Unlike other IP agreements, TRIPS have an effective enforcement mechanism. States can be disciplined by the WTO dispute settlement mechanism. In addition to the basic intellectual property standards set out in the TRIPS agreement, many nations have committed to bilateral agreements to adopt a higher level of protection. This collection of standards, known as TRIPS or TRIPS-Plus, can take many forms.  Among the general objectives of these agreements is: Robert Wade (2003) proposes that this is a clear “reduction of the development space”: a reduction in the political autonomy of States, which denies them the paths of development that others have followed before them. Moreover, the agreement is “at points where indeterminacy benefits industrialized countries and at specific points where accuracy works against developing countries” (Wade, 2003: 630). The commitments of developing countries and the rights of developed countries are far more applicable than the development rights and duties of developed countries. For example, despite the clearly defined objective of Article 66.2 on technology transfer, there is little evidence of sustained efforts by developed countries to meet these commitments (Moon, 2008). The few quotas granted to developing countries under the TRIPS agreement can therefore be considered insufficient and the many restrictions far too restrictive.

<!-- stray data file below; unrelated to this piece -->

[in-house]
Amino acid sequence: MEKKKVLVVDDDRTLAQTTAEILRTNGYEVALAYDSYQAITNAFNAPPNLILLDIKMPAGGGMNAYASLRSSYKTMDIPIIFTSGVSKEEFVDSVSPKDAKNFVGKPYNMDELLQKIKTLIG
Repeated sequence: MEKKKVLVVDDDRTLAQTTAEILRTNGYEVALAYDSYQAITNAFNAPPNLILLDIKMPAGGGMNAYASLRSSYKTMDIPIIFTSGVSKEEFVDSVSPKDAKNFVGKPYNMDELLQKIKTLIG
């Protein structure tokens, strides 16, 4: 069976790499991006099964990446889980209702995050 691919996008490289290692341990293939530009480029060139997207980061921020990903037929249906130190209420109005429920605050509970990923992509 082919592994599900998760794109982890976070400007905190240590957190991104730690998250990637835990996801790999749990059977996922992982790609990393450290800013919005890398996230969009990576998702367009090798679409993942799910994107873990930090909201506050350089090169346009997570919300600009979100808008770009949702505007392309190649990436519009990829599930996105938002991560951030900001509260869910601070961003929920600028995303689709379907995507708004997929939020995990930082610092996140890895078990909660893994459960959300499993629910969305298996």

As Constantine Michalopoulos (2003) points out, TRIPS does not offer the same range of “special and differential treatments” (TDS) as other WTO agreements. At the end of transitional periods, developing countries will have to apply the same level and duration of protection rules, regardless of the circumstances, as the most developed countries. Any form of permanent TDS is not an option: least developed countries can no longer exempt sectors from protection or shorten the duration of patents to accommodate social or economic concerns. Therefore, the flexibility of the agreement, as seen above, is limited. The standard line of support for TRIPS stems from the recognition of the current importance of the knowledge and private intellectual property (IP) economy as an important element of international trade (WTO, 2008: 39). Differences of opinion on the protection of intellectual defences and the lack of intellectual property protection are significant non-tariff barriers to trade, and TRIPS are the result of a strong multilateral framework that replaces an ineffective patchwork of IPR agreements[i] (Matthews, 2002: 10-12). That is why, for the first time, the TRIPS agreement introduced a minimum global standard for intellectual property protection, to which all WTO members must comply. These include copyright, trademarks, industrial designs, geographical indications, patents, integrated circuit designs, trade secrets and restrictions on anti-competitive contracts. Like other WTO agreements, it applies the fundamental principles of non-discrimination – treatment of the most favoured nation (no discrimination between trading partners) and national treatment (foreigners on home have the same treatment as their own nationals – The 2002 Doha Declaration confirmed that the TRIPS agreement should not prevent members from taking the necessary measures to protect public health.